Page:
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THE SAYING OF SOCRATES. Jean de La Fontaine

A house was built by Socrates,
That failed the public taste to please.
One thought the inside, not to tell a lie,
Unworthy of the wise man′s dignity.
Another blamed the front; and one and all
Agreed the rooms were very much too small.
"What! such a house for our great sage,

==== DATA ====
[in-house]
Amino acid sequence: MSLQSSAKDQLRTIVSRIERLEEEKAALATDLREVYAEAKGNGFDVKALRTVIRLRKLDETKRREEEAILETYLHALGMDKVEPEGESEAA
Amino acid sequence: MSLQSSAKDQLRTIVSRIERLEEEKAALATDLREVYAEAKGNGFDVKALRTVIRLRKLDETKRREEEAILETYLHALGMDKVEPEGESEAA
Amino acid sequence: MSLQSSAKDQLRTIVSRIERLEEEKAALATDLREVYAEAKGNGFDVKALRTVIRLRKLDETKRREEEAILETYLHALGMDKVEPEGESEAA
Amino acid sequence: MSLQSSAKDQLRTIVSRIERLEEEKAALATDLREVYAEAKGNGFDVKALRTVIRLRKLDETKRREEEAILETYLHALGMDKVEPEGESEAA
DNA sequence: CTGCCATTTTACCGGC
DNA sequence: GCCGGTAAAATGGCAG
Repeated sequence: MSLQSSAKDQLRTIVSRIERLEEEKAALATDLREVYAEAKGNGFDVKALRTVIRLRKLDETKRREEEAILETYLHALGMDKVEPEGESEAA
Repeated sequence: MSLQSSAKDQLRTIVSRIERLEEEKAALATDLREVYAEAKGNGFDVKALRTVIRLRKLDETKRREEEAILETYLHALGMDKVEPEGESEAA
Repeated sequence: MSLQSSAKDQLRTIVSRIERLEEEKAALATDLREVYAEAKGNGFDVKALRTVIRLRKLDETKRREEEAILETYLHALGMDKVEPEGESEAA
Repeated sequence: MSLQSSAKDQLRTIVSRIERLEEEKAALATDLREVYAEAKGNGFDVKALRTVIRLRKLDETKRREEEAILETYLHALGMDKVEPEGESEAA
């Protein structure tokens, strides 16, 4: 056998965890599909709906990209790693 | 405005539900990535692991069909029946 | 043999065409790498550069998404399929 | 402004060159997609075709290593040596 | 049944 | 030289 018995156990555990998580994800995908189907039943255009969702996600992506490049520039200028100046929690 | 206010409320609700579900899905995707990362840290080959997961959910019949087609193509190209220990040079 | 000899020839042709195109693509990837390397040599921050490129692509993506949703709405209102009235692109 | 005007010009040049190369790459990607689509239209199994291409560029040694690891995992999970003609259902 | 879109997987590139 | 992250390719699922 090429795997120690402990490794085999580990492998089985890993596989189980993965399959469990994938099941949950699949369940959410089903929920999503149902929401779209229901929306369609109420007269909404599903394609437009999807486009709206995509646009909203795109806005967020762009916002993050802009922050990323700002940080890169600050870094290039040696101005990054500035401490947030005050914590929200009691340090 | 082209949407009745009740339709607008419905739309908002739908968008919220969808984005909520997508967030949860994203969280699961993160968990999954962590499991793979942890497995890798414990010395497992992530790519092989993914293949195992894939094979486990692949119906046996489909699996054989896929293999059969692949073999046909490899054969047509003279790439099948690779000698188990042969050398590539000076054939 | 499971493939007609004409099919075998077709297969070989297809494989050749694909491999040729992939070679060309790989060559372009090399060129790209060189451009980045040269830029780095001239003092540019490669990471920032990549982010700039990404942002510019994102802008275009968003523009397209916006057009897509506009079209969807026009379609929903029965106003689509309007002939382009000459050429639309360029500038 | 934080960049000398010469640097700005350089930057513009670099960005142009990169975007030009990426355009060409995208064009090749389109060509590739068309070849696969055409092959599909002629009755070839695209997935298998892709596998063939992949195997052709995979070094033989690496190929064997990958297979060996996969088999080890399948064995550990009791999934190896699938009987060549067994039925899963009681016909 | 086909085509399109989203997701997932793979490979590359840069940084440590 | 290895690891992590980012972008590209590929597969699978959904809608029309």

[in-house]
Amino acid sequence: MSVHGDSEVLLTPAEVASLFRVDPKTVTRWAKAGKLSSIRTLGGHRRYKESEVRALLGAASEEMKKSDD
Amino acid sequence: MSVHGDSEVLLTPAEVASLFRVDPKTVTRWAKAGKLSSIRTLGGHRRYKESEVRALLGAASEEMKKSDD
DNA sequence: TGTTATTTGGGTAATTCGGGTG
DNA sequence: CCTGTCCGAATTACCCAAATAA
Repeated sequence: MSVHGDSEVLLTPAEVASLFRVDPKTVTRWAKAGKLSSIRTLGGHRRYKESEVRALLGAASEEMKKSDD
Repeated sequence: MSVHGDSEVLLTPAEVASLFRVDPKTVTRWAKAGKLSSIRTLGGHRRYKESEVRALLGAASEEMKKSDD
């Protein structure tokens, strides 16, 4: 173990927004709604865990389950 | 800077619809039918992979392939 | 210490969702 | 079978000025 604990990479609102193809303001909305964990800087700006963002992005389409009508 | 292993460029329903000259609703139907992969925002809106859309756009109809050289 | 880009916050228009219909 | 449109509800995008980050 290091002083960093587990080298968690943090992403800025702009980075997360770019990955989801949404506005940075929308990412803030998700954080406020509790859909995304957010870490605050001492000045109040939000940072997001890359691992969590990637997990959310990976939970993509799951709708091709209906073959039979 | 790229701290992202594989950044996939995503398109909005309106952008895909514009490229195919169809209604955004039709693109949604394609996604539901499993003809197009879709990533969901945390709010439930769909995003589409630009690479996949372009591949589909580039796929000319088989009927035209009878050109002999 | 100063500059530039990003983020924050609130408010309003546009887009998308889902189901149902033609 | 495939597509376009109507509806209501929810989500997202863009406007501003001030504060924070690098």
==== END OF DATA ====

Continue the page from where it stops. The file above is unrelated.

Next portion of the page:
The pride and wonder of the age!"
"Would Heaven," said he, quite weary of the Babel,
"Was only able.
Small as it is, to fill it with true friends."
And here the story ends.

Just reason had good Socrates
To find his house too large for these.
Each man you meet as friend, your hand will claim;
Fool, if you trust the proffers that such bring.
There′s nothing commoner than Friendship′s name;
There′s nothing rarer than the thing.

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